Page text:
UBC Graduate Research

Birds on UBC’s Campus : A Mixed-Method Approach to Prioritize Bird Species and Assess Habitat Needs to Inform Policy & Campus Design Edwards, Emily; Forrest, Dan; Laird, Marika; Zeng, Alina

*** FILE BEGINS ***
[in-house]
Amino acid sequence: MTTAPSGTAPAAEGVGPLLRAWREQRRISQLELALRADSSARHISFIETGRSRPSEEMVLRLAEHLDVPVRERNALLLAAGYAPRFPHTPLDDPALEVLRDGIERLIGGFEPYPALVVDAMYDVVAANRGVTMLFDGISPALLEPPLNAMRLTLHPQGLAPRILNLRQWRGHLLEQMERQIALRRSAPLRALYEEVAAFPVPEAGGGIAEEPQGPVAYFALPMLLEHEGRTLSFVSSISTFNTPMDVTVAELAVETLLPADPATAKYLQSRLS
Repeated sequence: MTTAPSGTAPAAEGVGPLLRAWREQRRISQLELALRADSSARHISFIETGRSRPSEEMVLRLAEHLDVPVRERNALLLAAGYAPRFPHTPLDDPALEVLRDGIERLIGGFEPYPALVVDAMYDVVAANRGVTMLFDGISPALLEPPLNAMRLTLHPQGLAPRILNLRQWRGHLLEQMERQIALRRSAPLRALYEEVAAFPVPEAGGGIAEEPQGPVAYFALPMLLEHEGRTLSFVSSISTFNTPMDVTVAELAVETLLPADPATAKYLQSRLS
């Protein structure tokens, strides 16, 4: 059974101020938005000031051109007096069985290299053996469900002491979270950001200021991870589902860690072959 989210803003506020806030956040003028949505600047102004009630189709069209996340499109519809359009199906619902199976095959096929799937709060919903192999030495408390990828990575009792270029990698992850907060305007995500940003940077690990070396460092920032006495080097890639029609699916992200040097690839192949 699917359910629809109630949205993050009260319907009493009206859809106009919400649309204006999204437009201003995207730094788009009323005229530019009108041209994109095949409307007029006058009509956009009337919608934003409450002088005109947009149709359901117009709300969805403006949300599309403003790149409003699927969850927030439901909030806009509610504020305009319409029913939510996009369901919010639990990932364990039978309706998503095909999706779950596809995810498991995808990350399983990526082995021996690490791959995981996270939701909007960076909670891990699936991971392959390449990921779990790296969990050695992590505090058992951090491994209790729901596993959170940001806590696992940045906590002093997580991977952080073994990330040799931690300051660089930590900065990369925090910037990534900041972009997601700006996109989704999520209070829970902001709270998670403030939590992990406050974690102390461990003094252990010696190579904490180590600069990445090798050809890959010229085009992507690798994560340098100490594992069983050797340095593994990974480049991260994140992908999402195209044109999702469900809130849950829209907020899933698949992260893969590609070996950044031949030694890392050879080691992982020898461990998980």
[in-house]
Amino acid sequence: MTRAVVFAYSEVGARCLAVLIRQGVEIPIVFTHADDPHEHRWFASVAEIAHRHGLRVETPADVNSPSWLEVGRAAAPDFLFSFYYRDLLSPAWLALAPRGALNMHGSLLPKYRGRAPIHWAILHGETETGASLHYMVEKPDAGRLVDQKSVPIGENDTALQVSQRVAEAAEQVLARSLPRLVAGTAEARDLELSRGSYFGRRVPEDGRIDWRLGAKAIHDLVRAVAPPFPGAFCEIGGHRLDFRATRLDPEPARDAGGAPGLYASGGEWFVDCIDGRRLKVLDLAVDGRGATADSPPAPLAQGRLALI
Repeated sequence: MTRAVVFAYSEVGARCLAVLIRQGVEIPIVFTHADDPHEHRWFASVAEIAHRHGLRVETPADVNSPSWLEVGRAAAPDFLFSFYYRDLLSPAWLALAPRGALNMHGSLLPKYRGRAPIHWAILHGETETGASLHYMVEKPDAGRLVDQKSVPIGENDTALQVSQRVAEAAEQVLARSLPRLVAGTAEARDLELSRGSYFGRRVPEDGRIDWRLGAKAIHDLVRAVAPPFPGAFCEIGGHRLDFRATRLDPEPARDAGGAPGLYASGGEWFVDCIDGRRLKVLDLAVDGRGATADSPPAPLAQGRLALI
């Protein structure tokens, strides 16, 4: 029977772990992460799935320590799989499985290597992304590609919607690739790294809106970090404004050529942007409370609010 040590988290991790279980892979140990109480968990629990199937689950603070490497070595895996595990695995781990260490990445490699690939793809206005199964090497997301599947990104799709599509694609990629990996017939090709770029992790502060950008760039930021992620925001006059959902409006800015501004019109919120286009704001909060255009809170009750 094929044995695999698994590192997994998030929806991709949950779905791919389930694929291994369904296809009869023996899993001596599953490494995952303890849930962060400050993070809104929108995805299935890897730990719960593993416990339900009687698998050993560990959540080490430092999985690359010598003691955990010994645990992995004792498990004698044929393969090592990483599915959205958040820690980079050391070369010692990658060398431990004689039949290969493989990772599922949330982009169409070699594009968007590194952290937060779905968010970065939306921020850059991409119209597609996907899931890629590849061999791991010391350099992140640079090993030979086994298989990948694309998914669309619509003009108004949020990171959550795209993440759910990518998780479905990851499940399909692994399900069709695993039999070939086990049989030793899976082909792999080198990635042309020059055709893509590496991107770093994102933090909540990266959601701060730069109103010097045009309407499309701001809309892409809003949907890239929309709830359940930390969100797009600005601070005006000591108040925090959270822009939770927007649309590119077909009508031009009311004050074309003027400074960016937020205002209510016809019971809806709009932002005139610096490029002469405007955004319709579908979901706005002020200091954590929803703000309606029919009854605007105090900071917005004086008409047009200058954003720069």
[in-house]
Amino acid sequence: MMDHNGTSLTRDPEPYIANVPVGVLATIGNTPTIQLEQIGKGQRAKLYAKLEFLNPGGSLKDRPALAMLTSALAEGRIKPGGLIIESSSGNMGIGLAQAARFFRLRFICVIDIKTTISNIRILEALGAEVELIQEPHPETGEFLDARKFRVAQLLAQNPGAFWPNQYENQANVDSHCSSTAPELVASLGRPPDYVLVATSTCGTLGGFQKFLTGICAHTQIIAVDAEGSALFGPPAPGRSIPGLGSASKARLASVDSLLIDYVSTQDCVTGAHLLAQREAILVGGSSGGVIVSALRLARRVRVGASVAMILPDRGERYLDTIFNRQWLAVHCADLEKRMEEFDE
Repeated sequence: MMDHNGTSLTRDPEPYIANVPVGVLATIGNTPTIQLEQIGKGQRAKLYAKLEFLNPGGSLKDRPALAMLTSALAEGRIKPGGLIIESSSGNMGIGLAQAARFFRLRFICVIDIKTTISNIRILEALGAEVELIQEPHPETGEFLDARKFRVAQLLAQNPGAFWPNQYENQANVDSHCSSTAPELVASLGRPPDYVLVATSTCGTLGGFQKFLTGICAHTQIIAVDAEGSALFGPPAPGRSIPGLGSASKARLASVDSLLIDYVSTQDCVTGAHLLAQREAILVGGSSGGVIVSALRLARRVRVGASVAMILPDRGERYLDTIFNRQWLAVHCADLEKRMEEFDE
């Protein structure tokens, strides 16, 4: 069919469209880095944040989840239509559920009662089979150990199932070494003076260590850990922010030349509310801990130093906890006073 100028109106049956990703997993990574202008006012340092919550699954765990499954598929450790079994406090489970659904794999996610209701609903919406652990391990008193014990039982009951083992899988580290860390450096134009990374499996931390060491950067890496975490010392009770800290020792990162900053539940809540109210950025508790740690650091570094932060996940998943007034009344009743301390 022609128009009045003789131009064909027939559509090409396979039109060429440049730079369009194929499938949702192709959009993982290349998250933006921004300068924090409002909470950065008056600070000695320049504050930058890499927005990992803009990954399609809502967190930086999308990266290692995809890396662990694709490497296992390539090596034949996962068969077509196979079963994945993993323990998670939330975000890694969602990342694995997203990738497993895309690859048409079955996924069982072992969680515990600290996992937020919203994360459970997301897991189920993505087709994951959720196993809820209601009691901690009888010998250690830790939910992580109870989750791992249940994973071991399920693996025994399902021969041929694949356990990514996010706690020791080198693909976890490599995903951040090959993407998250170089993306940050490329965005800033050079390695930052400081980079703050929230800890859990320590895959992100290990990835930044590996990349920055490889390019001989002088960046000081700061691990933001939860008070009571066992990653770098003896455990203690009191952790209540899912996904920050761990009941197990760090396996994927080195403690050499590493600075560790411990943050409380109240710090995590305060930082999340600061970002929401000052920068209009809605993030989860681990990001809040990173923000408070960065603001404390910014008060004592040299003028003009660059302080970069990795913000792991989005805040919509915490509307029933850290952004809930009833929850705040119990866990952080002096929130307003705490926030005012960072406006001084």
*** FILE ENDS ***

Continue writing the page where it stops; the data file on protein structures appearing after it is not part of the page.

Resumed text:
Human-driven phenomena like land-use change and climate change currently threaten 15% of bird species with extinction, with many more expected to be affected in the coming decades. UBC Vancouver (UBCV) is situated within an area of critical importance to many bird species, the Fraser River Delta. The delta is a prominent stopover on the Pacific Flyway, a major migration route for birds. We find that 121 species of birds have been documented on UBC Vancouver’s campus since 2000. Yet, UBC Vancouver’s campus represents a heavily built environment, and the university plans to continue its rapid development. While the university has made many commitments to bird-friendliness in recent years, this development represents a threat to existing bird populations on campus. For this reason, we sought to provide our clients with recommendations to enhance UBC’s campus to better support ten selected bird species that occur on UBCV’s campus. We developed a novel scoring metric to prioritize birds for habitat enhancements on UBCV’s campus using an iterative, mixed-methods approach. We drew on ecological data (e.g., conservation status, occurrences), a survey of UBC students values regarding bird conservation and habitat restoration, expert opinions, and the practical capabilities and limitations of our clients to make habitat recommendations for our top ten species of high conservation opportunity. The prioritized bird species represent a range of functional types, from primary consumers to insectivores, and habitat recommendations include specific planting recommendations for food and habitat, as well as providing human-mediated shelters (e.g., bird-houses, building modifications), to further support these species on campus. Disclaimer: “UBC SEEDS provides students with the opportunity to share the findings of their studies, as well as their opinions, conclusions and recommendations with the UBC community. The reader should bear in mind that this is a student project/report and is not an official document of UBC. Furthermore readers should bear in mind that these reports may not reflect the current status of activities at UBC. We urge you to contact the research persons mentioned in a report or the SEEDS Coordinator about the current status of the subject matter of a project/report.”

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